when they mumble, i always assume they’re selling drugs. i have no idea, of course, since i’m getting old, and don’t hear mumbling as well as I used to. besides, nothing ever comes of stopping and engaging with them, unless one is truly into drugs, in which case, i suppose that was the guy you were looking for. but these days i just walk by them, and don’t even listen too carefully to what they’re saying, and just not even look at them if i can help it. the heck of it is, let’s say they’re selling drugs, but it doesn’t matter, even if you want something else, they’d easily stop whatever they’re doing, and take you way across town, for any other kind of deal, as long as there is some kind of hope that they will get a cut in that deal. and they will act like they are doing it because they are your friend, your personal service provider, but in fact if the possibility of them getting a few bucks were removed, they’d be gone in a minute. and, you think they have the time to stand around talking to you about the weather, or the orioles, or what they thought of the riots last year? don’t insult them. they’re working men, and their time isn’t worthless.

i was wondering where they got a whole plane full of people who were going from baltimore to austin on a friday night. at one point, because they were overbooked, they called out for anyone who was going on through to oakland, to please report at the desk – but nobody did, or maybe just one or two. if they aren’t going through to oakland, i thought, then they’re like me – continuing on to some other town in the region – but i wasn’t aware that austin was a new hub, and in fact, if it is, it’s only a minor hub, a place they send you if they’re full up going through dallas or houston. no, i think most people on the plane are going to austin, and that’s because there’s a lot of commerce, and ideas, and business travel involving austin and the dc area, which is also served by the airport. these people mean business, even though it’s friday night.

but I can’t tell you exactly, because i don’t ask them, and besides being relaxed, having a drink or two in them, and heading back to texas, there’s nothing special about them in particular that makes them different from anyone else.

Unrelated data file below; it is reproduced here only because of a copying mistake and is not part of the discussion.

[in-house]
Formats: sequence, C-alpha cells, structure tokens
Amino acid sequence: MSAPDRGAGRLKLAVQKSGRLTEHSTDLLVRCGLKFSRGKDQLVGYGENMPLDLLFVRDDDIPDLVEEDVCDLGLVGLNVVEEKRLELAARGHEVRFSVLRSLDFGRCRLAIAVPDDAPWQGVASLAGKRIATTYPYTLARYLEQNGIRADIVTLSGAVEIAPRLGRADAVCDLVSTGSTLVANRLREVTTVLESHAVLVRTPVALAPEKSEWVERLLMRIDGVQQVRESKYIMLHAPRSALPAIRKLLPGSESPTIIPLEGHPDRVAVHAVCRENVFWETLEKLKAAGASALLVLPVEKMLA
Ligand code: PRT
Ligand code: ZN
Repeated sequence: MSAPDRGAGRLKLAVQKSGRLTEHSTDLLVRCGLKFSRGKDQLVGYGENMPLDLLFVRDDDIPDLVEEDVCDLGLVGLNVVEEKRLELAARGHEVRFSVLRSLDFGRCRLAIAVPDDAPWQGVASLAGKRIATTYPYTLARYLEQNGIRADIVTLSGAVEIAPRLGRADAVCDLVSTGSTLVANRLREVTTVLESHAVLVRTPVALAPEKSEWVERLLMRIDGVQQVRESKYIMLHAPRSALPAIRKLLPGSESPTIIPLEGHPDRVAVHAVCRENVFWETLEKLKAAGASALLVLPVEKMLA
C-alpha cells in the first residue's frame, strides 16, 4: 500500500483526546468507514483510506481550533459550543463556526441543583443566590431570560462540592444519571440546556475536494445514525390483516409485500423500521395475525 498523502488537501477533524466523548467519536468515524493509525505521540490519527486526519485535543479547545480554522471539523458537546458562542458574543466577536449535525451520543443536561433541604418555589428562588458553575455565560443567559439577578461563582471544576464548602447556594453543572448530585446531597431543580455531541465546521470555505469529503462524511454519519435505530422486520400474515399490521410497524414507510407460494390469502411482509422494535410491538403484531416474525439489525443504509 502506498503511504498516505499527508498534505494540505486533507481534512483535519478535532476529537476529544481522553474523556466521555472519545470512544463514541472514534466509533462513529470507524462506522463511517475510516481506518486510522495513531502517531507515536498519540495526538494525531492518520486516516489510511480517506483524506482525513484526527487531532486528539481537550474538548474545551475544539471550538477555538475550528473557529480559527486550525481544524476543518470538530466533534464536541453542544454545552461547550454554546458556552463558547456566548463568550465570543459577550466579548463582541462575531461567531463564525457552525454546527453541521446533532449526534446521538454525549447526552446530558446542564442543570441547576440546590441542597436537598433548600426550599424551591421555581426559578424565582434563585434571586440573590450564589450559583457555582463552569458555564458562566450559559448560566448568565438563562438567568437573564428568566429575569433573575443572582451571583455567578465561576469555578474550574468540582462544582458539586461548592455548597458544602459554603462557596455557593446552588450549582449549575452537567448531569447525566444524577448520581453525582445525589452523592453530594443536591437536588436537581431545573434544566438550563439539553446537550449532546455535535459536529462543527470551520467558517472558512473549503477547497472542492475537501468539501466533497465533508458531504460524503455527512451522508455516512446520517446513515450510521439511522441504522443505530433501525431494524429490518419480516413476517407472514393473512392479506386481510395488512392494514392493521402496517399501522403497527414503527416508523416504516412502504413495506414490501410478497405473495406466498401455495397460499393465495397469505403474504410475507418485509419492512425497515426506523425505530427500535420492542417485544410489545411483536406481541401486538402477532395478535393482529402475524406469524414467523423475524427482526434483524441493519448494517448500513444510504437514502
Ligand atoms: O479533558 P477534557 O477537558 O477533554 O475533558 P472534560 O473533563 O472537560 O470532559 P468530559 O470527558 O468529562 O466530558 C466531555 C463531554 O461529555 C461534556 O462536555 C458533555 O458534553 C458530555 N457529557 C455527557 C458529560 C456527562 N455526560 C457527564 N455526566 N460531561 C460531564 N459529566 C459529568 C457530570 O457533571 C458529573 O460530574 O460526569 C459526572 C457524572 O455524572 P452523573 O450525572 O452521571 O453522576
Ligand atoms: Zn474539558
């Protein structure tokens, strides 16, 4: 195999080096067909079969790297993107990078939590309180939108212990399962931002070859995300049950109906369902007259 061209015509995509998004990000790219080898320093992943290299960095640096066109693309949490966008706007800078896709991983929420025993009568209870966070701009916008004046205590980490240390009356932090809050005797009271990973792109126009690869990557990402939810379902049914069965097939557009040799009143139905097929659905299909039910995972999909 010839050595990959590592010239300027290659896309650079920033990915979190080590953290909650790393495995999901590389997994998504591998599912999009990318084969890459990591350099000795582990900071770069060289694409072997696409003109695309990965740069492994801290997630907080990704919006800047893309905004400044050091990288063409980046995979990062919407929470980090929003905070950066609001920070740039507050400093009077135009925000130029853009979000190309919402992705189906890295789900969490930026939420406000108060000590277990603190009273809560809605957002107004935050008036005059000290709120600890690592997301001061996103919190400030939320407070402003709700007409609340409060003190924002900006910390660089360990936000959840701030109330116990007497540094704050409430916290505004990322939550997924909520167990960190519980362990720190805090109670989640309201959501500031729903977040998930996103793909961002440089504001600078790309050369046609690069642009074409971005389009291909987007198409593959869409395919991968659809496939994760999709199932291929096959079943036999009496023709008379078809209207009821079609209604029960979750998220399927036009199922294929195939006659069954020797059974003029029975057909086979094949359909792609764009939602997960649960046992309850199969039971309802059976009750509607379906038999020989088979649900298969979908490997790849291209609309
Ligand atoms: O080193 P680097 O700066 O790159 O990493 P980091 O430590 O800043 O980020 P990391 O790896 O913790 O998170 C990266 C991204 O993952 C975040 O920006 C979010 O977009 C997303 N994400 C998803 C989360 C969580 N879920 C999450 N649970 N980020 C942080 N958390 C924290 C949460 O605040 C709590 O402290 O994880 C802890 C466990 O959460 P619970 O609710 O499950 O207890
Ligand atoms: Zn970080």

i don’t like living in fear; I was about to bring my fiddle to baltimore, and in the end i didn’t, partly because it’s so delicate (the case, that is, which is in fact broken), and it’s such a hassle on the plane, and the guy i was going to play music with backed out at the last minute, being crazy busy. but no, part of it was just fear. you walk down one of those barren lonely downtown streets carrying your life-soul partner in a delicate broken wood case, i would die if anything happened to it. fear was part of it. i used to be afraid of nothing: i would walk through any neighborhood, hitchhike through mexico and guatemala, set off on a small sailboat with a looney-tunes, jump on boxcars on wild trips across deserts and mountains – now, even the thought of going to baltimore, without the fiddle, makes me nervous, as i could lose my wallet, or a few teeth, or my pride, in any of the kind of encounters you sometimes hear of. sometimes i think these guys in the shadow army are looking me over – i know they’re looking me over, and they’re deciding i’m not worth it in terms of how much trouble they’d have to go through, to get how little. but also, sometimes they look me over and say to themselves, give me a break, we aren’t out to hurt you. it’s almost like they sense the fear, and i can’t hide it. the people who have lived on the east coast all these years – they’re used to this. but they’re also staying off the street whenever they can, making compromises based on fear.

so where should i go, where this isn’t an issue? i have to admit that even in parts of lubbock, it’s an issue. korea, it wasn’t an issue, especially. alaska, not an issue. real small towns, not an issue, in fact, your kids can walk right out the door in some of them. there are some places where people are so sparse that if anyone unruly comes through, everyone pretty much knows it. maybe i should, like my wife, and with my wife, try and find that place and move to it; we are kind of going in that direction. we gave up on the north; the cities, also, are “a bit dodgy.” but it’s important to me; i don’t like living in fear.

sometimes I look at these guys in the shadow army and see myself. true, for the most part, they’re black, and i’m white. they’re probably single, free agents, as we would say, with perhaps some kids out there but not always kids that are bound up in their family like i’m bound up in mine. no, it’s when they look at me, totally alienated, not much chance except using creative ways to separate guys like me from our money…and by the way, there are plenty of women like my friend out there, too. and i’m sure they don’t want to rob a woman, or go through the police system as having laid hands on one. they are full aware of the price. but they are still out there, as far as i can tell, preying on tourists. this becomes their reality, where they go, when it’s dinner time & they’re hungry. i can see hunger in their eyes, besides alienation – and fear – they don’t want me to call 911 either. and yet there’s something else. i have lots of things they don’t, besides a family – a job, the possibility of getting more money, if i lose what i’ve got on me, and a sense of humor. i have the ability to recover, if they take a little something and fly. i have a new day that doesn’t look anything like theirs.